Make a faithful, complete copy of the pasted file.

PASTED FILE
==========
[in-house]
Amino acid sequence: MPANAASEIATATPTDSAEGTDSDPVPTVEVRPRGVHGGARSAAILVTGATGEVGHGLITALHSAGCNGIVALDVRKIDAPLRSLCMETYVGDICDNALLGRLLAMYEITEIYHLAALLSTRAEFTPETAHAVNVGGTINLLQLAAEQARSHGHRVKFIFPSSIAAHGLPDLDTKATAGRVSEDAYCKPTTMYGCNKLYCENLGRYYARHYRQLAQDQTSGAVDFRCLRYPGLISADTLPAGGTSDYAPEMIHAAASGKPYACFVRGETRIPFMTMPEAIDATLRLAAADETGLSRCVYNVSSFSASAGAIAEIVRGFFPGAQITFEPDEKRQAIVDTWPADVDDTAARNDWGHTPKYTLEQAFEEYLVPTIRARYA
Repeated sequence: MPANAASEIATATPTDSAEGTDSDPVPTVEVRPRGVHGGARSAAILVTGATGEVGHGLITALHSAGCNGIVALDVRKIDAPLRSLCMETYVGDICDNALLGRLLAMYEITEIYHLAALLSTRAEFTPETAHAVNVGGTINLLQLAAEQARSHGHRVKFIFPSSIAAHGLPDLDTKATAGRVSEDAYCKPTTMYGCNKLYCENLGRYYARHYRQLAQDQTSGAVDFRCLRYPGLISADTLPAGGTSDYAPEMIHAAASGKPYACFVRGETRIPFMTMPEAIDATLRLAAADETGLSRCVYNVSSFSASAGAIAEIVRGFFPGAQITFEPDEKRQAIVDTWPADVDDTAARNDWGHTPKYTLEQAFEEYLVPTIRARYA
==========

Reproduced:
[in-house]
Amino acid sequence: MPANAASEIATATPTDSAEGTDSDPVPTVEVRPRGVHGGARSAAILVTGATGEVGHGLITALHSAGCNGIVALDVRKIDAPLRSLCMETYVGDICDNALLGRLLAMYEITEIYHLAALLSTRAEFTPETAHAVNVGGTINLLQLAAEQARSHGHRVKFIFPSSIAAHGLPDLDTKATAGRVSEDAYCKPTTMYGCNKLYCENLGRYYARHYRQLAQDQTSGAVDFRCLRYPGLISADTLPAGGTSDYAPEMIHAAASGKPYACFVRGETRIPFMTMPEAIDATLRLAAADETGLSRCVYNVSSFSASAGAIAEIVRGFFPGAQITFEPDEKRQAIVDTWPADVDDTAARNDWGHTPKYTLEQAFEEYLVPTIRARYA
Repeated sequence: MPANAASEIATATPTDSAEGTDSDPVPTVEVRPRGVHGGARSAAILVTGATGEVGHGLITALHSAGCNGIVALDVRKIDAPLRSLCMETYVGDICDNALLGRLLAMYEITEIYHLAALLSTRAEFTPETAHAVNVGGTINLLQLAAEQARSHGHRVKFIFPSSIAAHGLPDLDTKATAGRVSEDAYCKPTTMYGCNKLYCENLGRYYARHYRQLAQDQTSGAVDFRCLRYPGLISADTLPAGGTSDYAPEMIHAAASGKPYACFVRGETRIPFMTMPEAIDATLRLAAADETGLSRCVYNVSSFSASAGAIAEIVRGFFPGAQITFEPDEKRQAIVDTWPADVDDTAARNDWGHTPKYTLEQAFEEYLVPTIRARYA